Am I eligible for the prostate cancer mpMRI rebate?
by Tom White, July 29, 2020

Since July 1 2018 Medicare has been providing a rebate of $450 for a Multi Parametric MRI (mpMRI) of the prostate. This is for both diagnosis and monitoring of a previous diagnosis.

However, not everyone is eligible, and even if you qualify, you may still end up paying an out of pocket fee. If you are searching for a place to have your MRI done without paying an out of pocket. Please send an email to support@maxwellplus.com; we may be able to help.

Below we have stepped through when patients are and are not eligible for the rebate.

MRI rebate for diagnosis

For diagnostic purposes (you have not had a previous positive diagnosis), the rules surrounding being eligible for the rebate are as follows.

First condition: it must have been requested by a Urologist, Radiation Oncologist or Medical Oncologist. You cannot receive the rebate if your GP requested the MRI.

Second condition: the patient must be “suspected of having prostate cancer.” Accepted definitions of this are:

For those under the age of 70 years

  1. A digital rectal examination (DRE) which is suspicious for prostate cancer; or
  2. At least two prostate specific antigen (PSA) tests performed within an interval of 1- 3 months are greater than 3.0 ng/ml, and the free/total PSA ratio is less than 25% or the repeat PSA exceeds 5.5 ng/ml;or 
  3. If a family history is present (see below for definition). At least two PSA tests performed within an interval of 1- 3 months are greater than 2.0 ng/ml, and the free/total PSA ratio is less than 25%; or

For those 70 years or older

  1. in a person aged 70 years or older, at least two PSA tests performed within an interval of 1- 3 months are greater than 5.5ng/ml and the free/total PSA ratio is less than 25%.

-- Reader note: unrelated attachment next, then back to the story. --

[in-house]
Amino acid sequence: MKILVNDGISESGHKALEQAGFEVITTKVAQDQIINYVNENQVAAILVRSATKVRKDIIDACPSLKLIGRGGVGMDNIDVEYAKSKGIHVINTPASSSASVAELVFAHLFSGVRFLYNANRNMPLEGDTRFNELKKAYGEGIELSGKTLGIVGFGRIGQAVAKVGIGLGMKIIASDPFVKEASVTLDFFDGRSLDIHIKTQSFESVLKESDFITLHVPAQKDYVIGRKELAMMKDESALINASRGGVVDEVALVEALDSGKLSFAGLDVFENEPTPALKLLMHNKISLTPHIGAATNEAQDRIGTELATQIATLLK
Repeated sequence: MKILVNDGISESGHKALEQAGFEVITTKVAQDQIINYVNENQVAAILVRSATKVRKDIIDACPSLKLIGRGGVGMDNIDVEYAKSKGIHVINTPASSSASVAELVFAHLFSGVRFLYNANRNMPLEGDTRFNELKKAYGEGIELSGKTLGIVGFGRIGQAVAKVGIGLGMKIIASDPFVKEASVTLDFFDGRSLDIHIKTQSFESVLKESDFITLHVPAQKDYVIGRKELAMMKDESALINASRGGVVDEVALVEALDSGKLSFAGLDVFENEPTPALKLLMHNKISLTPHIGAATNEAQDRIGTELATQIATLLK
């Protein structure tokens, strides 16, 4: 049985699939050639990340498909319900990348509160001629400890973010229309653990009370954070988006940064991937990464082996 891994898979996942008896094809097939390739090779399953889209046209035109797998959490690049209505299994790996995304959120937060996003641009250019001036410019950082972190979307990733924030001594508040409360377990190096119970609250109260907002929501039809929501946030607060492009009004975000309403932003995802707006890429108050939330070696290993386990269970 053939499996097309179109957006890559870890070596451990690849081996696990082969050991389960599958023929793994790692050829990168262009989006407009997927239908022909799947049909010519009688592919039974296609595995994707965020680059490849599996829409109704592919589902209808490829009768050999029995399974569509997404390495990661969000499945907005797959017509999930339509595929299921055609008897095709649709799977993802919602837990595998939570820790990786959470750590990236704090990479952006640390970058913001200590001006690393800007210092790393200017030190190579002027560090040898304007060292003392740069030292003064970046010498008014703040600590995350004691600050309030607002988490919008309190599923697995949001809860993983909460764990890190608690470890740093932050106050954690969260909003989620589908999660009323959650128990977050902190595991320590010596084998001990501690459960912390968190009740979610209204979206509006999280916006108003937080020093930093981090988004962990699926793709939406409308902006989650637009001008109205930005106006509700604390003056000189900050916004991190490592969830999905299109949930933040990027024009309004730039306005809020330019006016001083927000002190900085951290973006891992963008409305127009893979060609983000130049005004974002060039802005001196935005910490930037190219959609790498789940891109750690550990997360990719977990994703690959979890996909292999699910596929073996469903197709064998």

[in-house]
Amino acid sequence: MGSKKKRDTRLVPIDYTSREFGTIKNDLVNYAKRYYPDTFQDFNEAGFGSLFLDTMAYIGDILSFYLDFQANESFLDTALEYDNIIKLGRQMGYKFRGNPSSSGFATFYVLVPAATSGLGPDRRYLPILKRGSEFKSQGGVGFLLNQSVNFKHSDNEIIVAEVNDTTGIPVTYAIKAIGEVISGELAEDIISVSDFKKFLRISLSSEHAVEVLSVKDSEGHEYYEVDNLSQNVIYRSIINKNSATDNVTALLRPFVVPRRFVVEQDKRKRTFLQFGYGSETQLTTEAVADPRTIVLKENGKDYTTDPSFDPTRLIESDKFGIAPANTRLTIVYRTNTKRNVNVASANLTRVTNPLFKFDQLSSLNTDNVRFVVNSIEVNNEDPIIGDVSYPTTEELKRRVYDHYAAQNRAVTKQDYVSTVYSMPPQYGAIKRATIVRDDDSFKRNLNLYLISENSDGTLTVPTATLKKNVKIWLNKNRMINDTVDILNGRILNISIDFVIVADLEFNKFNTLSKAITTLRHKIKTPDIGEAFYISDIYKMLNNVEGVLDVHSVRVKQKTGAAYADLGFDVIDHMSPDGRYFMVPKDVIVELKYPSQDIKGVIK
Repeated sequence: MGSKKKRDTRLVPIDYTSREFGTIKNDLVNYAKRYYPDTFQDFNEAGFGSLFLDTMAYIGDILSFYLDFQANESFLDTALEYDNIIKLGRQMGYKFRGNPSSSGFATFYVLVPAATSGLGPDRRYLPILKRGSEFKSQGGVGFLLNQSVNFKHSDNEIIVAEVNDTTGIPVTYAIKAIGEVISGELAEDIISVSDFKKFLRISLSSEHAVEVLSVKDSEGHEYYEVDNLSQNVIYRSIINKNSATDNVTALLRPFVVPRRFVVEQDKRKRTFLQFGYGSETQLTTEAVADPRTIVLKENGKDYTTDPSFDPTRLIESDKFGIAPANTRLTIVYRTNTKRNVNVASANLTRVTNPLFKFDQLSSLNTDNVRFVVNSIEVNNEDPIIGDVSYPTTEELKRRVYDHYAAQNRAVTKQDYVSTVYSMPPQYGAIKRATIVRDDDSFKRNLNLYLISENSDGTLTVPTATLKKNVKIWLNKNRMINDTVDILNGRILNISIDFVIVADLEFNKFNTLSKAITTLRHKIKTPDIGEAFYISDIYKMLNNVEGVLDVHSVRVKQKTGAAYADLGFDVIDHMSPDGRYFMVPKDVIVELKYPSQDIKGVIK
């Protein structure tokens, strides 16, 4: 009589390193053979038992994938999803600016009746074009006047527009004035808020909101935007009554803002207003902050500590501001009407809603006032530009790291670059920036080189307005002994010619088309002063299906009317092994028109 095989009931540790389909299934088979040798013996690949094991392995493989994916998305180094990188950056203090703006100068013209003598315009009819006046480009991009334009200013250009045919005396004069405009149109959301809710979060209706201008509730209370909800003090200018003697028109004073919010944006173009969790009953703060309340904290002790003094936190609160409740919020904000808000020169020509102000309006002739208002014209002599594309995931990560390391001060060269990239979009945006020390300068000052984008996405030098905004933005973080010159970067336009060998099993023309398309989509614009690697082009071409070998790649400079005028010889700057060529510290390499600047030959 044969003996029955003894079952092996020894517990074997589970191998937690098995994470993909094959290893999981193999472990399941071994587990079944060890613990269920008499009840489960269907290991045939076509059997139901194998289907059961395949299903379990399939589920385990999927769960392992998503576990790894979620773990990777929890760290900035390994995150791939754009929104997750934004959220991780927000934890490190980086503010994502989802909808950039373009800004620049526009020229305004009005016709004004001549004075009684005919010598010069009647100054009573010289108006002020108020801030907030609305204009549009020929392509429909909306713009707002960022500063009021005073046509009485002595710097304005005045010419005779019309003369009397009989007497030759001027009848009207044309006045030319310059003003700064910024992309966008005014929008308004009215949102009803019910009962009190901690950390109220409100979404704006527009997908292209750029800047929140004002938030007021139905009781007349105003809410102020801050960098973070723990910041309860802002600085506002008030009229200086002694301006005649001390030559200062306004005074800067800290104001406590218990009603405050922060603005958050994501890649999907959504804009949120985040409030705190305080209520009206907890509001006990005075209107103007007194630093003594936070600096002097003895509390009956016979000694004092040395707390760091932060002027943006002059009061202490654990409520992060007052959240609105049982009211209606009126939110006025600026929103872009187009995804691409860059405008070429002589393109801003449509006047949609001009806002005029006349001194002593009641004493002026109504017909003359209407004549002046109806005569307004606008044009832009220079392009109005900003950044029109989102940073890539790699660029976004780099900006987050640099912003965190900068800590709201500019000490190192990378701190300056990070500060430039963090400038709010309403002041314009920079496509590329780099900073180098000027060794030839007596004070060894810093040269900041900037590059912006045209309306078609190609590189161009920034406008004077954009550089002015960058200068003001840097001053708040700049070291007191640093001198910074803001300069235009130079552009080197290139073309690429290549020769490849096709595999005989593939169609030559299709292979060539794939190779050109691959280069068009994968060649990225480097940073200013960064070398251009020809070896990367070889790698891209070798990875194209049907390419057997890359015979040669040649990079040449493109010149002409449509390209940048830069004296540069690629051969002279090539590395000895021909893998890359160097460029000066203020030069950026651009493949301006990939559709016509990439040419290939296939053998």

Third condition: The patient has not had a rebated prostate mpMRI within the past 12 months.

Relevant family history is a first degree relative with prostate cancer or suspected of carrying a BRCA 1, BRCA 2 mutation. First degree is brother, father, or son.

Example 1

55-year-old male;
No family history;
PSA in January = 2.2 ng/mL;
PSA in March = 3.5 ng/mL and 23% Free to Total Ratio;
Normal DRE;

NOT ELIGIBLE 

With no positive family history, both PSAs must be above 3.0 ng/mL. It might be beneficial for this patient to have another blood test in April.

Example 2

55-year-old male;
No family history;
PSA in January = 2.2 ng/mL;
PSA in March = 3.5 ng/mL and 23% Free to Total Ratio;
Abnormal DRE;

ELIGIBLE 

This patient would be eligible due to the suspicious digital rectal exam.

Example 3

55-year-old male;
Positive family history (brother has been diagnosed);
PSA in January = 2.2 ng/mL;
PSA in March = 3.5 ng/mL and 23% Free to Total Ratio;
Normal DRE;

ELIGIBLE 

This patient would be eligible due to:

  • positive family history AND;
  • both PSA levels being above 2.0 ng/mL AND;
  • the Free to Total Ratio is below 25%;

MRI rebate for monitoring a positive diagnosis

First condition: it must have been requested by a Urologist, Radiation Oncologist or Medical Oncologist. You cannot receive the rebate if your GP requested the MRI.

Second condition: The patient has a positive diagnois and satisfies the below two points:

  1. the patient is under active surveillance following a confirmed diagnosis of prostate cancer by biopsy histopathology; and
  2. the patient is not planning or undergoing treatment for prostate cancer

If you have any questions please send us an email to support@maxwellplus.com.